Almost exactly two years ago, I posted The Translation Wars, about the history of translations from Russian and in particular the latest darling of the publishing world, the team of Richard Pevear and Larissa Volokhonsky (or Volokhonskaya, as her name would normally be rendered). There I mentioned their forthcoming translation of War and Peace; it has now come forth, and the NY Times Reading Room blog has just finished a group reading of it, in the midst of which they paused for a discussion of The Art of Translation. I found it fascinating, and I think anyone who enjoyed the discussion in my previous post and its thread will feel the same. Sam Tanenhaus, the moderator, raves a bit about P&V and then says “I’m curious to know what others think, and to know what passages have impressed them — for ill as well as good. Does anyone in the group dislike this new translation — or find others superior?” I don’t think he was prepared for what he got.
The first responder says “Garnett keeps the flow of the sentence and the work going more smoothly so I am not tripping over this or that detail… With this current translation I feel an awkward stumbling that I sense doesn’t have to be.” The second says he loves the novel: “As far as comparisons between translations, I can tell you that my well-worn copy is a paperback version of the Signet Classics translation by Ann Dunnigan, and without laying the passages side by side, there’s nothing really in the Pevear/Vokhonsky translation that seems to me an improvement over the Dunnigan translation.” The third had the same reaction: “Frankly, I did not see enough of an improvement to justify buying the new book. I was all set to buy it after reading so much about how it would now be the definitive translation, but after the comparison test I decided to reread the Maude.” The fourth: “Both are good, but on the whole I find the PV a little clunky, and the Briggs more fun to read.” The fifth concurs: “I think the new translation is fine but I don’t find it all that different from earlier translations I’ve read, in particular by the Maudes and by Ann Dunnigan.”
All of this made me very happy—first, that so many people are going to the trouble of comparing translations, and second, that they’re refusing to jump on the P&V bandwagon, even when unsubtly prodded to do so by the moderator. Consensus so far (from non-Russian-speakers): meh, it’s OK but no big improvement, I’ll stick with my previous favorite. This is an admirable slap in the face to the marketer’s THE NEW THING IS THE GREATEST EVER! YOU MUST HAVE IT!!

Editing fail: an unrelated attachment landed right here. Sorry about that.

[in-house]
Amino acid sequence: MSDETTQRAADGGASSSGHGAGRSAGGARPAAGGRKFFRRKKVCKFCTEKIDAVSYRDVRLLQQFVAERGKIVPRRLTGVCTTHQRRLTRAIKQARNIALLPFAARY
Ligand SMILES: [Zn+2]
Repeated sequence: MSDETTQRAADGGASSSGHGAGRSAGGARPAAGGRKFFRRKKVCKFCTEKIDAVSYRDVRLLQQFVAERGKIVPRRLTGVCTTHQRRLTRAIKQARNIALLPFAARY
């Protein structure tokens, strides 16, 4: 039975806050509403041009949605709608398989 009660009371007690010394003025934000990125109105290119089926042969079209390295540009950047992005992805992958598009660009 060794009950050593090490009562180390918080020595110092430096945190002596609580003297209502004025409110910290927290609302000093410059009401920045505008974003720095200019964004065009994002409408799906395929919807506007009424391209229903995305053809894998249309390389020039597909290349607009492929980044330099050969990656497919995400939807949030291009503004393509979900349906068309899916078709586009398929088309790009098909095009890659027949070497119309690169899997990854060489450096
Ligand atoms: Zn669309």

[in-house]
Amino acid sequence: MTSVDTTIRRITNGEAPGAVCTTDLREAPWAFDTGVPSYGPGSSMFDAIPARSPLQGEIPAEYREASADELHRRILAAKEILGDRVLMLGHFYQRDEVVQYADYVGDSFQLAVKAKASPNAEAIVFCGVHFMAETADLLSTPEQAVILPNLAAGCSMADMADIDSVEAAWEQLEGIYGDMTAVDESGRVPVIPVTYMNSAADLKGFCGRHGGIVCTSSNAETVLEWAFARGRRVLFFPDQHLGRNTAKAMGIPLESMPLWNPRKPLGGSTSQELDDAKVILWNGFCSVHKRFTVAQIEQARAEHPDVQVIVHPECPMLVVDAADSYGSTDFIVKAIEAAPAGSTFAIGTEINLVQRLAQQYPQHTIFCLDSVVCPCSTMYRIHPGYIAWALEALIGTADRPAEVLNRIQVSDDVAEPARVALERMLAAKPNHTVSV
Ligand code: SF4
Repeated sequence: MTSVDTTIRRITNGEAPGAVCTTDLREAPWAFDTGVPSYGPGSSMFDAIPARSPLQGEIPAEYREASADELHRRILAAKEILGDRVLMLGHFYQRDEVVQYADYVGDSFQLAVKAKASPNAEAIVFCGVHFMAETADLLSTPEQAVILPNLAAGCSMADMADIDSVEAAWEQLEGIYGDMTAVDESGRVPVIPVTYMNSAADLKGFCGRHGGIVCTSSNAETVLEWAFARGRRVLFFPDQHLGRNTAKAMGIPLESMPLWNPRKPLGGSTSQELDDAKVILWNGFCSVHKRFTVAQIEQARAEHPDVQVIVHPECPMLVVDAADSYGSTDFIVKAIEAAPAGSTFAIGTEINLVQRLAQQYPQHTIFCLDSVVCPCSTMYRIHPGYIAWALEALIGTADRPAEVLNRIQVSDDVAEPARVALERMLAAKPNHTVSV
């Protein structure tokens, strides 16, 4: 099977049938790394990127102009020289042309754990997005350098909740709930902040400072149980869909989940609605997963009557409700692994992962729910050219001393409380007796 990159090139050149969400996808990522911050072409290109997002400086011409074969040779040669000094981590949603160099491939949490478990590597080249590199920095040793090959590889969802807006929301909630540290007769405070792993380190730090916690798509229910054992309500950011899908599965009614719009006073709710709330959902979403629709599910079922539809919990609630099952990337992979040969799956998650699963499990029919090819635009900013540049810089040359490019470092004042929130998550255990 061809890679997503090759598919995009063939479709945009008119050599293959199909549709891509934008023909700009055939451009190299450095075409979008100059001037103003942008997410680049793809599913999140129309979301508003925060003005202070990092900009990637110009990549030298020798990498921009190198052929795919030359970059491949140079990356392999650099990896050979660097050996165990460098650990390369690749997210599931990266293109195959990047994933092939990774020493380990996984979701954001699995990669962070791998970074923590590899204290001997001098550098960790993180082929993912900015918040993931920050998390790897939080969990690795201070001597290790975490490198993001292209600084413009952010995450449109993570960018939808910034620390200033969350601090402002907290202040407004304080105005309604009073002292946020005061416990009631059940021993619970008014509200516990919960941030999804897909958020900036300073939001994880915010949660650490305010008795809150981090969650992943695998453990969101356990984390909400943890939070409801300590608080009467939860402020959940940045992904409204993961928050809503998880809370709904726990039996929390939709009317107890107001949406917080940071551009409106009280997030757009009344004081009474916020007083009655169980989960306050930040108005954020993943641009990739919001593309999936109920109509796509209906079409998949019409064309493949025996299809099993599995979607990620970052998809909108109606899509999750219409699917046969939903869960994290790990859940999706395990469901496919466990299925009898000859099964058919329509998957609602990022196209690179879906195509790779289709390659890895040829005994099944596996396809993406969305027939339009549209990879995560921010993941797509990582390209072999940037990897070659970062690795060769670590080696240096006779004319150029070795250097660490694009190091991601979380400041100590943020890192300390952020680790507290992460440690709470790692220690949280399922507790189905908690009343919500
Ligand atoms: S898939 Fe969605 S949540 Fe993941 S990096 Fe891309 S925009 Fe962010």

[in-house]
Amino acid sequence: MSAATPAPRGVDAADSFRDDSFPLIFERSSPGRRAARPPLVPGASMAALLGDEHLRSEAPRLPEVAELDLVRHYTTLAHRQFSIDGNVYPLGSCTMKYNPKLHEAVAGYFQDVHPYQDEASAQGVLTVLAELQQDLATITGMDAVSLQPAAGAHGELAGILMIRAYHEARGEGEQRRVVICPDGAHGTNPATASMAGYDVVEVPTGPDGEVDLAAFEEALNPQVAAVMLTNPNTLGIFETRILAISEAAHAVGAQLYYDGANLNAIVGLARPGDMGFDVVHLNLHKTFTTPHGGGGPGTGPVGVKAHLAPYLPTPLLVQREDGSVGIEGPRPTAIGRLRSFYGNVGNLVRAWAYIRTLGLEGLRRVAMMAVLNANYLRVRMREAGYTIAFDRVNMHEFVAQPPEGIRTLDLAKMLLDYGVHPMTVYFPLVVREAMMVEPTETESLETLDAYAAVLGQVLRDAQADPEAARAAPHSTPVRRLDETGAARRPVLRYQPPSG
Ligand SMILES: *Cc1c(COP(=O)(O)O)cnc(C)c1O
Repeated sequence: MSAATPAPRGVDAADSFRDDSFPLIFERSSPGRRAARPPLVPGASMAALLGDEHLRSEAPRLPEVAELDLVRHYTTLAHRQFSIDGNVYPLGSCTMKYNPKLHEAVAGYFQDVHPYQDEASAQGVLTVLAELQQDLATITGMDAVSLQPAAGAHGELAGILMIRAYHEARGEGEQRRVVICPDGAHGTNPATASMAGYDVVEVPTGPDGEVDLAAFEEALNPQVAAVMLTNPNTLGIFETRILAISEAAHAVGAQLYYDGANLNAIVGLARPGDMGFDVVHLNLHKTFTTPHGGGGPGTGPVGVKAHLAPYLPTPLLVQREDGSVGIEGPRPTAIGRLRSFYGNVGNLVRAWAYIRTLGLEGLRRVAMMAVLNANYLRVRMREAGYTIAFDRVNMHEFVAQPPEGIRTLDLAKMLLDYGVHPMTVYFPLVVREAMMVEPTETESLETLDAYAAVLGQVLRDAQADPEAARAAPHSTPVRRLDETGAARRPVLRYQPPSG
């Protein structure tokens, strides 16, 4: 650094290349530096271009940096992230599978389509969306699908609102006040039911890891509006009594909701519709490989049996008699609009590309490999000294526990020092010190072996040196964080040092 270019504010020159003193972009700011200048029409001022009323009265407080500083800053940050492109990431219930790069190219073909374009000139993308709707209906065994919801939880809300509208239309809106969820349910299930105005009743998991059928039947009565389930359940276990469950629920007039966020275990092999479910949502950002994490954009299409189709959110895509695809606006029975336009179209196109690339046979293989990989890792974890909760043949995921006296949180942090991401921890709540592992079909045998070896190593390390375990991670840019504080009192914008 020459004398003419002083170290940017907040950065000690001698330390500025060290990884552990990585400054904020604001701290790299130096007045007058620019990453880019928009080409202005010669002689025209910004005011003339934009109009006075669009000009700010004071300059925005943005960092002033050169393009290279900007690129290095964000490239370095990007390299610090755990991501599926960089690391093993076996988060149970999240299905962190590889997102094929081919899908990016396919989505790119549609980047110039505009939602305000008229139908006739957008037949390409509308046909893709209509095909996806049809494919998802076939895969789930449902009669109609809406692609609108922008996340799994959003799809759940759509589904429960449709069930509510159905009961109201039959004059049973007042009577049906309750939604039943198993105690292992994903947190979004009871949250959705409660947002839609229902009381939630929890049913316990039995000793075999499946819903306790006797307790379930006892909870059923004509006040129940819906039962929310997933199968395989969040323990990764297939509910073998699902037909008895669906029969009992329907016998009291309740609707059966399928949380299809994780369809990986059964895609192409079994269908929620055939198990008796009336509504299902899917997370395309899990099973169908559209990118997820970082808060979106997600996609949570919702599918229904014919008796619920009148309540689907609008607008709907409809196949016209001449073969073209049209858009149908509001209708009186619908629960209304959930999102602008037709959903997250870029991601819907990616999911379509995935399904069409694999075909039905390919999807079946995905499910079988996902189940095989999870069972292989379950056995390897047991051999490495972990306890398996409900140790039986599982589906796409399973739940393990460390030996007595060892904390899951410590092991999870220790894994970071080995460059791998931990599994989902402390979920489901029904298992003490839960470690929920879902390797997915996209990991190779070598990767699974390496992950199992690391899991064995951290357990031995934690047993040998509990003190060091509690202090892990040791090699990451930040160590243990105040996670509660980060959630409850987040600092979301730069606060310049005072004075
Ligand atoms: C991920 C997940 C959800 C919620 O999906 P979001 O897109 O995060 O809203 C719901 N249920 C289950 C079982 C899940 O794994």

But then Pevear himself comes along and provides a long defense of his own translation (listen up, you peons, I’ll explain to you why mine really is as superior as the pull-quotes say). This struck me as unfair; the moderator’s already got his thumb on the scales, why should Pevear get to bully people too? But one respondent says “Shockingly, Richard Pevear believes that Richard Pevear was right in each of his choices,” and another agrees that P&V are “stilted, unnatural and stiff” and says he does not believe that Pevear has dealt with that accusation. Then Michael Katz, Professor of Russian Studies at Middlebury, says he doesn’t agree with Pevear about the importance of Tolstoy’s use of “transparent,” Timothy D. Sergay says he is one of the “Russian-English translators and literary scholars with proficiency in both languages… who object in principle to the general method the team employs and the results it produces,” and Dmitry Buzadzhi and Sara Gombert weigh in with a detailed criticism of P&V for making “that which is ordinary and unmarked in the original stand out in translation.” Pevear returns with a huffy and defensive response (“the rumors of my ignorance of Russian are somewhat exaggerated”), whereupon Sergay rather too politely backs down. It’s all great fun, but I regret to report that Mr. Tanenhaus couldn’t tolerate it; in his outraged response, he says “O.K, gang. No more Mr. Nice Guy Moderator. Today, the gloves come off, which is to say: In re this translation, many of you are — how to put this? — off your rockers. The translators don’t need me to defend them — and, as it happens, Richard Pevear has posted his own response. But here’s the opinion (from the November 22 issue of The New York Review of Books) of Orlando Figes, the eminent historian of Russia…” There follows a quote from Figes’s adulatory review and a long rehash of the P&V talking points (Tolstoy isn’t “smooth,” yada yada). Whassamatta, Sam, can’t take a little dissent? If the almighty Times puts its imprimatur on a translation, the rest of us should bow down and worship? If you don’t read Russian (and I think you don’t), you don’t really have any business pronouncing on the superiority of P&V; you’re simply taking Pevear’s word for it and trying to enforce conformity.